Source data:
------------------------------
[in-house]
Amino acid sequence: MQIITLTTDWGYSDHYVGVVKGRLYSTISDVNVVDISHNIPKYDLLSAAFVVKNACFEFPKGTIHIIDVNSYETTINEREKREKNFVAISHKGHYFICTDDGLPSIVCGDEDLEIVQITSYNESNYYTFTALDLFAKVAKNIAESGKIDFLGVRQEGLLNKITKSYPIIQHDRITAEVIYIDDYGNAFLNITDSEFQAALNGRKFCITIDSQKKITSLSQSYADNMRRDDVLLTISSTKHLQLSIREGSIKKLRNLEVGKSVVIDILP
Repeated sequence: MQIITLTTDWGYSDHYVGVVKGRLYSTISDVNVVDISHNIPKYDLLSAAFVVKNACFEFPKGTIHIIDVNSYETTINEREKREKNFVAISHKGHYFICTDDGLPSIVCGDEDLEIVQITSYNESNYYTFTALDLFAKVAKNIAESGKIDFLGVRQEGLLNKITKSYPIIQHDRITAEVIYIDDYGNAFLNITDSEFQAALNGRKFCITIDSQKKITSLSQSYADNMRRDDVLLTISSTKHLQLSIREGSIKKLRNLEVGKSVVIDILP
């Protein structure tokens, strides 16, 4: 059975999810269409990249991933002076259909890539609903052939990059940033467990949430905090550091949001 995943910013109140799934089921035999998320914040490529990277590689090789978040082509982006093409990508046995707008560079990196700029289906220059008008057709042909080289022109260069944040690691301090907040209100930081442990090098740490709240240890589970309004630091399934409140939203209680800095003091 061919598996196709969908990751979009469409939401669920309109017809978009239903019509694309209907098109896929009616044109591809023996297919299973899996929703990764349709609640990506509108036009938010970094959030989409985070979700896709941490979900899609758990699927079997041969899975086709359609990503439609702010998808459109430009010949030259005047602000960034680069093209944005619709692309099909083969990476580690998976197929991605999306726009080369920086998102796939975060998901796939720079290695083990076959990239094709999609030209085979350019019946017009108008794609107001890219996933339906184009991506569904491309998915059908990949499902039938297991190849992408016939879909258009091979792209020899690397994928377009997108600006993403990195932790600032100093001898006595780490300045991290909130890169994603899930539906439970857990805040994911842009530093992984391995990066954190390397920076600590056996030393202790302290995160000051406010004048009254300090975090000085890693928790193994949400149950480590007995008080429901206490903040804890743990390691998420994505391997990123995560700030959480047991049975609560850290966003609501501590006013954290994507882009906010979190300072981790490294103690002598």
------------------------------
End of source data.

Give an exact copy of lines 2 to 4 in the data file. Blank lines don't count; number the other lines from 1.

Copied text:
Amino acid sequence: MQIITLTTDWGYSDHYVGVVKGRLYSTISDVNVVDISHNIPKYDLLSAAFVVKNACFEFPKGTIHIIDVNSYETTINEREKREKNFVAISHKGHYFICTDDGLPSIVCGDEDLEIVQITSYNESNYYTFTALDLFAKVAKNIAESGKIDFLGVRQEGLLNKITKSYPIIQHDRITAEVIYIDDYGNAFLNITDSEFQAALNGRKFCITIDSQKKITSLSQSYADNMRRDDVLLTISSTKHLQLSIREGSIKKLRNLEVGKSVVIDILP
Repeated sequence: MQIITLTTDWGYSDHYVGVVKGRLYSTISDVNVVDISHNIPKYDLLSAAFVVKNACFEFPKGTIHIIDVNSYETTINEREKREKNFVAISHKGHYFICTDDGLPSIVCGDEDLEIVQITSYNESNYYTFTALDLFAKVAKNIAESGKIDFLGVRQEGLLNKITKSYPIIQHDRITAEVIYIDDYGNAFLNITDSEFQAALNGRKFCITIDSQKKITSLSQSYADNMRRDDVLLTISSTKHLQLSIREGSIKKLRNLEVGKSVVIDILP
């Protein structure tokens, strides 16, 4: 059975999810269409990249991933002076259909890539609903052939990059940033467990949430905090550091949001 995943910013109140799934089921035999998320914040490529990277590689090789978040082509982006093409990508046995707008560079990196700029289906220059008008057709042909080289022109260069944040690691301090907040209100930081442990090098740490709240240890589970309004630091399934409140939203209680800095003091 061919598996196709969908990751979009469409939401669920309109017809978009239903019509694309209907098109896929009616044109591809023996297919299973899996929703990764349709609640990506509108036009938010970094959030989409985070979700896709941490979900899609758990699927079997041969899975086709359609990503439609702010998808459109430009010949030259005047602000960034680069093209944005619709692309099909083969990476580690998976197929991605999306726009080369920086998102796939975060998901796939720079290695083990076959990239094709999609030209085979350019019946017009108008794609107001890219996933339906184009991506569904491309998915059908990949499902039938297991190849992408016939879909258009091979792209020899690397994928377009997108600006993403990195932790600032100093001898006595780490300045991290909130890169994603899930539906439970857990805040994911842009530093992984391995990066954190390397920076600590056996030393202790302290995160000051406010004048009254300090975090000085890693928790193994949400149950480590007995008080429901206490903040804890743990390691998420994505391997990123995560700030959480047991049975609560850290966003609501501590006013954290994507882009906010979190300072981790490294103690002598």